All the Emotions! “The Human Condition” Portraits by Jami Childers

"Sorrowful" Mixed Media, 36x48, Jami Childers

Missing Event Data

A fundamental part of the human condition is the ability to see the world through the lens of our experiences. Those experiences are carved out in smile lines, a furrowed brow or a pensive gaze. It’s the job of a portrait artist to navigate the map of human expression and emphasize the details that speak to each stage of our individual journey.

Artist Jami Childers stages her exhibit “The Human Condition” December 2nd at The Beaches Fine Art Series with a performance by The Manhattan Piano Trio with Ugena Zuckerman. The exhibit features a series of new portraits that explore the myriad of emotions that live in all of us. The exhibit will run through January 15th at St. Paul’s by the Sea Episcopal Church in Jacksonville Beach.

“The eyes are my favorite part of the painting,” she says. “It is where you can capture the sparkle, mischievousness, or even the pain.”

Childers is excited for the opportunity to introduce her work to a new audience. While she has shown some of her work at Players by the Sea, “The Human Condition” is her first solo exhibit. “Art is so subjective. I’m sure everyone will feel differently about the show. I’m not sure what they will discover about me,” she says. “Maybe they will find out that I am a sensitive person that wears her feelings on her sleeve. Fortunately, I have my art to express myself through, some things are too tough to say out loud. Better to let it scream out on the canvas.”

jami-childers-with-cover-painting-and-danyelle-loperAs a portrait artist, Childers must strike the delicate balance between detail and spirit. It should tell a story about the subject. “The eyes are my favorite part of the painting,” she says. “It is where you can capture the sparkle, mischievousness, or even the pain.”

Childers paints a lot of happy faces, and “The Human Condition” was ‘born from a need to delve into the emotions that are the center of who we are and how we cope with life.’ “As we all know, happiness is just a part of the many emotions inside of us. We go through events in our lives, and many times, due to circumstances, we can become trapped in stages like depression or anger. Some never see their way out. Mental illness can prevent some from never getting past depression. It’s a story that my heart needed to tell,” she says.

“We are just like the seasons. There is a time for winter, spring, fall and summer. The portraits were painted with a particular feeling or season in mind. Each painting has a color that also reflects the mood.”

Created with layers of collage and acrylic paint, Childers says she used the techniques to reflect the facets of the human personality. The acrylic paint demonstrates our transparency, she says.

“I primarily paint in oil, however, the works had to have translucency. The faces are painted in such a way that the viewer can also interpret the under painting in collage,” she says. “We are just like the seasons. There is a time for winter, spring, fall and summer. The portraits were painted with a particular feeling or season in mind. Each painting has a color that also reflects the mood.”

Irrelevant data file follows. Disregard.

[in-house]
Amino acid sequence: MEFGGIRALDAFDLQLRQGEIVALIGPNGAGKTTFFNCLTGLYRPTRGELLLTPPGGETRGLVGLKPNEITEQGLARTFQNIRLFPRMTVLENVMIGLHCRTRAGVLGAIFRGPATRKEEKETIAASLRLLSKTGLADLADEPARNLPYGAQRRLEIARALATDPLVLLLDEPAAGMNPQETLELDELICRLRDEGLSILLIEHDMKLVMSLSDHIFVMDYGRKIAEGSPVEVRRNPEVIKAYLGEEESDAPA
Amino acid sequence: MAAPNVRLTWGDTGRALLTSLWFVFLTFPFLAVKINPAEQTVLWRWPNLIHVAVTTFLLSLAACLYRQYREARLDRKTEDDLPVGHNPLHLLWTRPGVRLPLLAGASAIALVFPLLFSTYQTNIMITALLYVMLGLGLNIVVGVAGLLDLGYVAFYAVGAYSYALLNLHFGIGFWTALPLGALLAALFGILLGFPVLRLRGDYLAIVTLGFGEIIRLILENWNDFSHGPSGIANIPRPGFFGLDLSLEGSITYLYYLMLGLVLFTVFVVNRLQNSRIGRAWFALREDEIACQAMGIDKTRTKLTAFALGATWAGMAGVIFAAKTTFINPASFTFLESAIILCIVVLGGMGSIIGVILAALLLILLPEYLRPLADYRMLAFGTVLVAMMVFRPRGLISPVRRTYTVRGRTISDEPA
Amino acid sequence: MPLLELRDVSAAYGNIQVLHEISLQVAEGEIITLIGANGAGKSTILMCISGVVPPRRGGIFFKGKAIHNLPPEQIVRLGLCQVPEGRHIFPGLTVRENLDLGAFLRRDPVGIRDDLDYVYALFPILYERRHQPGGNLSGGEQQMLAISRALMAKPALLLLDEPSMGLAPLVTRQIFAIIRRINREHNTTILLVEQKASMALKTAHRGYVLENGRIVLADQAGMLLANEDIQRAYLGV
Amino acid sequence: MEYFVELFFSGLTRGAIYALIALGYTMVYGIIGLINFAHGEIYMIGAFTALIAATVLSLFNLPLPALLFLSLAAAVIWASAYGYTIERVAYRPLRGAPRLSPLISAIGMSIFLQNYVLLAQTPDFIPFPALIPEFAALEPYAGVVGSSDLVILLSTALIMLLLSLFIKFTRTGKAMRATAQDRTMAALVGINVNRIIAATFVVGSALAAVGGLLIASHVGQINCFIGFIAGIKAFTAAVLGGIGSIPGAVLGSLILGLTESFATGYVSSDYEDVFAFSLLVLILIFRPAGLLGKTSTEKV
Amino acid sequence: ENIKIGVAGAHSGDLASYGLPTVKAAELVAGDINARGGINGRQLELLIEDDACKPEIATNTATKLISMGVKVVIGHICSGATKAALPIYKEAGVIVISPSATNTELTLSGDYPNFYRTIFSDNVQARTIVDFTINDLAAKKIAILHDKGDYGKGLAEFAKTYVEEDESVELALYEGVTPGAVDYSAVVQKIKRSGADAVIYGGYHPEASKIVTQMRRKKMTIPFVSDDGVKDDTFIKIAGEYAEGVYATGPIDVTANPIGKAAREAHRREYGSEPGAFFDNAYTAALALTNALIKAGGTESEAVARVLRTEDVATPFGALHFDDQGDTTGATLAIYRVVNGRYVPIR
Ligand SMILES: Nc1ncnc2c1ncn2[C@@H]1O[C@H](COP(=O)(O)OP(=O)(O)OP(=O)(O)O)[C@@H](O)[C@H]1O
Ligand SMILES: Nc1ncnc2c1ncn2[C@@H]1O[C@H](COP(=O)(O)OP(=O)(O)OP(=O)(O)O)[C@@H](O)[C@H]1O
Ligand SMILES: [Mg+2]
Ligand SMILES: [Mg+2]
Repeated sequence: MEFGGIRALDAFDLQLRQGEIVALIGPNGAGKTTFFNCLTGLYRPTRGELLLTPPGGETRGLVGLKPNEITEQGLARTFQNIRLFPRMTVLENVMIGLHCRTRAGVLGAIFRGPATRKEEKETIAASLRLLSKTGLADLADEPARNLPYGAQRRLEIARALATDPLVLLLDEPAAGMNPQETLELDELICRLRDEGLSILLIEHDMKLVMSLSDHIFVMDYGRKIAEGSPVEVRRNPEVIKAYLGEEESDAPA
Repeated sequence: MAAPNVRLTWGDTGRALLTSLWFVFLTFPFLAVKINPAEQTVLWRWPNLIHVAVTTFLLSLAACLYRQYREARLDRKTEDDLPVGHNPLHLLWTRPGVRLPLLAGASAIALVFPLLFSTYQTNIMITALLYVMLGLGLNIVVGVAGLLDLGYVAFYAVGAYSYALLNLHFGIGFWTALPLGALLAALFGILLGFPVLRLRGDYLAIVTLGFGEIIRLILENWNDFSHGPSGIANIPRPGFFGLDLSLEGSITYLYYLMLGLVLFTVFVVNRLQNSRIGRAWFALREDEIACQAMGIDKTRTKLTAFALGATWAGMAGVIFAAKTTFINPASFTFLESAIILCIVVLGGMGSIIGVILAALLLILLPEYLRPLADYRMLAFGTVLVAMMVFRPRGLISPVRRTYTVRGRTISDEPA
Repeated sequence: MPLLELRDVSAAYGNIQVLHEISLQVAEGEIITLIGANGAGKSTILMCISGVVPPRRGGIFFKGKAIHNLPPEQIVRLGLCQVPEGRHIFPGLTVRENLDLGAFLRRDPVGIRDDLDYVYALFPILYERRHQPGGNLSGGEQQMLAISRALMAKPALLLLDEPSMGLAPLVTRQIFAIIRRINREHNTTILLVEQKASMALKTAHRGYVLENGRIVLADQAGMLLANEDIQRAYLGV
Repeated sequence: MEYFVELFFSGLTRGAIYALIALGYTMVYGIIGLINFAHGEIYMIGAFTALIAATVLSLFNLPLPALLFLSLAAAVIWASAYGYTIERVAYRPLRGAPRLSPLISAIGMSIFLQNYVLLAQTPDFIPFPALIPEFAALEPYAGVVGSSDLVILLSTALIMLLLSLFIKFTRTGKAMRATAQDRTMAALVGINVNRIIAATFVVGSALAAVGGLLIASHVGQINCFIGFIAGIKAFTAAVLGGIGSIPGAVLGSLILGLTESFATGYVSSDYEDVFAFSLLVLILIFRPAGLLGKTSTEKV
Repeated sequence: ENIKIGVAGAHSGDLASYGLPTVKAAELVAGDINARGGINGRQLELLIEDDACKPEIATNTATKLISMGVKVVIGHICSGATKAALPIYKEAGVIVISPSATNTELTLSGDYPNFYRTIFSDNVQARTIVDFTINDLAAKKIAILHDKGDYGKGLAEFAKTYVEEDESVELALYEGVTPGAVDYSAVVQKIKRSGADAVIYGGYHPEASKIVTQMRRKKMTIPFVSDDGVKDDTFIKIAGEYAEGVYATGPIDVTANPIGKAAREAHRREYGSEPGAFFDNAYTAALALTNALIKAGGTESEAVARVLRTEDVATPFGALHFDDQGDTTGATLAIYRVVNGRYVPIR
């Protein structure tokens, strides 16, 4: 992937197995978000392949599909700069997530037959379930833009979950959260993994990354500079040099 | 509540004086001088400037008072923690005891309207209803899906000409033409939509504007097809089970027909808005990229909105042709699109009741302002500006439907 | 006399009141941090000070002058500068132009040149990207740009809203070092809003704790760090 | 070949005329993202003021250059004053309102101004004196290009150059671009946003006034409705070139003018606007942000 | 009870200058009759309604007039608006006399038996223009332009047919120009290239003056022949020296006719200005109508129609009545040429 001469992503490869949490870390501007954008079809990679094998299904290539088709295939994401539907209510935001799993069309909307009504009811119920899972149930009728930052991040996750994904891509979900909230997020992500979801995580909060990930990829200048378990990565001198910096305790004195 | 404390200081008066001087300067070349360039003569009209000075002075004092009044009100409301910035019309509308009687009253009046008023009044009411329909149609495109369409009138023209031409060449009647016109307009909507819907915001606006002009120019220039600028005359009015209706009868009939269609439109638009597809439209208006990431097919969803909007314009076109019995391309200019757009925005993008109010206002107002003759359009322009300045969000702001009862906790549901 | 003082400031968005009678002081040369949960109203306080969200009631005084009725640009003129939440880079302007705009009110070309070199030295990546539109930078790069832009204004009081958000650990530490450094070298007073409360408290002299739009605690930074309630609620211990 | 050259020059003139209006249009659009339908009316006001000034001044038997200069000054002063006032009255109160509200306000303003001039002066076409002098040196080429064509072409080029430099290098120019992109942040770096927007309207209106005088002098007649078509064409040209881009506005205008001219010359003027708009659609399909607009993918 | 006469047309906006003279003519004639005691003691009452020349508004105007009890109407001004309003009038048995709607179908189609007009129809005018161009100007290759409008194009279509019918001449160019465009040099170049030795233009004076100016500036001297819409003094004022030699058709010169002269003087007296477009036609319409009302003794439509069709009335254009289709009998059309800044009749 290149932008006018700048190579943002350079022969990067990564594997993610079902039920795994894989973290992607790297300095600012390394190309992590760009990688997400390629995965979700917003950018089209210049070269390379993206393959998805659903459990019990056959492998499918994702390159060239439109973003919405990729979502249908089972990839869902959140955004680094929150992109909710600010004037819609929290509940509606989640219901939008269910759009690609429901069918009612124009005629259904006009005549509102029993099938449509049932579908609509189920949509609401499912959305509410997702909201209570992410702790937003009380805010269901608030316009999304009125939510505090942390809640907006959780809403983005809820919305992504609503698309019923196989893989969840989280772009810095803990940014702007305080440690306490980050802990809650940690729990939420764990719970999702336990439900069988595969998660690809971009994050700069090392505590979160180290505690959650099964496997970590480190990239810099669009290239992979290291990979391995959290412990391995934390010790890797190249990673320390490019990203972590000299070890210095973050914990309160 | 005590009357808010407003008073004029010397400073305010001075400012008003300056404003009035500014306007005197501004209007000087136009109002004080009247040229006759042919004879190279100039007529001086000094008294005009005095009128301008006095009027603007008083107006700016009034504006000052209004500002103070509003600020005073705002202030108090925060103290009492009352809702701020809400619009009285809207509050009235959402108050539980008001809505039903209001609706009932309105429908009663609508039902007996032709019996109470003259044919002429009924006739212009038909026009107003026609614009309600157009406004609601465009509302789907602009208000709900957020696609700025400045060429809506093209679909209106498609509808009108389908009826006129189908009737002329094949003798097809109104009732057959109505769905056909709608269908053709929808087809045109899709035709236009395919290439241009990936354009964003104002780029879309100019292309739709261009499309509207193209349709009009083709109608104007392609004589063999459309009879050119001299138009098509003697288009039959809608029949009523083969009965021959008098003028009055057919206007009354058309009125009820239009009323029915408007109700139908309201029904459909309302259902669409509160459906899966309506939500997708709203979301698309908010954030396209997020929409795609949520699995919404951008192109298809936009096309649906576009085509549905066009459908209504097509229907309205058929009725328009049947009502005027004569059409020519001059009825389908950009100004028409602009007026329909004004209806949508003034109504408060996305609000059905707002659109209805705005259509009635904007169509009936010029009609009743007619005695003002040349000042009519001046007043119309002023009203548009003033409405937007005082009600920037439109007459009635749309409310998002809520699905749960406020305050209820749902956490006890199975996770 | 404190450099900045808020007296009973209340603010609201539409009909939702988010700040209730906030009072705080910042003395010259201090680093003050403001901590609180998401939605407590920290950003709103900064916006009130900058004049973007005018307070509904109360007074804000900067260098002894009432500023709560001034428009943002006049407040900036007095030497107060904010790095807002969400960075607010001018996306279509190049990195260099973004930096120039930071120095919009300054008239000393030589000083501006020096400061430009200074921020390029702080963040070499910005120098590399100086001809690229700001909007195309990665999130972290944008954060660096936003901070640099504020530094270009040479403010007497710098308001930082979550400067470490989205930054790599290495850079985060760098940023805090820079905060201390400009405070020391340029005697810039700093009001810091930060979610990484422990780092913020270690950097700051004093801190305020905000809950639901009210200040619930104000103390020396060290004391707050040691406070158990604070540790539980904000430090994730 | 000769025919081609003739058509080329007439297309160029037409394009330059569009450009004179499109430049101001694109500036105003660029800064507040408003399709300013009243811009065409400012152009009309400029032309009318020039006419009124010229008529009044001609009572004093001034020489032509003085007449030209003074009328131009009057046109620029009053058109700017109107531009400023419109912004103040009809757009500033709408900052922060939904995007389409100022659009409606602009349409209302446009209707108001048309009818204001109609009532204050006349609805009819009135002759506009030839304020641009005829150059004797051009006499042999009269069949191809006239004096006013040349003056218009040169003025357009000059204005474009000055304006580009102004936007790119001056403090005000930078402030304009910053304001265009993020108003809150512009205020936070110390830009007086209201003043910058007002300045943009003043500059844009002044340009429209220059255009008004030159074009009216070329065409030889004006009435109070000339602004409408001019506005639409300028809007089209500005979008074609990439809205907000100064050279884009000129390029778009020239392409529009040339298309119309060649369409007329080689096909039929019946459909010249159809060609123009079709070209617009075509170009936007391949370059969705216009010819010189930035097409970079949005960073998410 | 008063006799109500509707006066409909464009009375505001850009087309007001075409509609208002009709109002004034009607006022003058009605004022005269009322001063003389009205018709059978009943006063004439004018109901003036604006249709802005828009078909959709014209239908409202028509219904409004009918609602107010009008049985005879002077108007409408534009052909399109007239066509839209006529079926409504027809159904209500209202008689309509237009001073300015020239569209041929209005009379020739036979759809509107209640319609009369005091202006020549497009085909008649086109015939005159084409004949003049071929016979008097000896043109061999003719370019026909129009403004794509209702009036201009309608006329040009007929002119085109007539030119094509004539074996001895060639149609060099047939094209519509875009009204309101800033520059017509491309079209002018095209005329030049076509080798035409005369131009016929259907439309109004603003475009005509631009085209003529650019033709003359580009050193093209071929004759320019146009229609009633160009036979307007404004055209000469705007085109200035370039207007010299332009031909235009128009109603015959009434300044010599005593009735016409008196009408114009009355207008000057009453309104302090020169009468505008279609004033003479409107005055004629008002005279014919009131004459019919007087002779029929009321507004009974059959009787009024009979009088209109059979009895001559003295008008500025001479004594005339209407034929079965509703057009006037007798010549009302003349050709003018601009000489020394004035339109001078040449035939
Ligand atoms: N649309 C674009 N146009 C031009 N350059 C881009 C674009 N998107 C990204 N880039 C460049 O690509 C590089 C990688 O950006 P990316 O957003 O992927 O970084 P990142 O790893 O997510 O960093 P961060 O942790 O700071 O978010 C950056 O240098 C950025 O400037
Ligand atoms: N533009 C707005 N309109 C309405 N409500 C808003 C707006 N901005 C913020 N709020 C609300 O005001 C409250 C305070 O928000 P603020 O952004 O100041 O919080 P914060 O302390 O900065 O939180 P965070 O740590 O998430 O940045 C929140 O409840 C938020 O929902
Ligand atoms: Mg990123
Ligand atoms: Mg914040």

It was the summer when an 8-year-old Childers first picked up a paintbrush. “He noticed I loved drawing and told me we were going to learn to paint,” she says. “My parents were so supportive of my love of art, and I am thankful for that. I have taken a few workshops and some classes at FSCJ, however, I have learned much on my own through experimentation.”

As the owner of Monroe Galleries in downtown Jacksonville, Childers encourages people to recognize the value of local art. The gallery represents a talented cross-section of local artists. Her portrait business is thriving, but the majority of her business is in online sales. Walk-up traffic is virtually nonexistent, and many of the sales come from people visiting from out of town.

“We have several talented artists represented at the gallery, and their work is exceptional, so lack of quality is not the problem. I’m not saying that people should go out there and buy just for the sake of buying, however, when you see a piece and it speaks to you, think about taking it home. Good art keeps its value.”

“We have all the ingredients for it to be a thriving market. It’s kind of sad that we are not being supported by our own city. I can only speak to my own experience,” she says. “We have several talented artists represented at the gallery, and their work is exceptional, so lack of quality is not the problem. I’m not saying that people should go out there and buy just for the sake of buying, however, when you see a piece and it speaks to you, think about taking it home. Good art keeps its value.”

About Liza Mitchell

october, 2021

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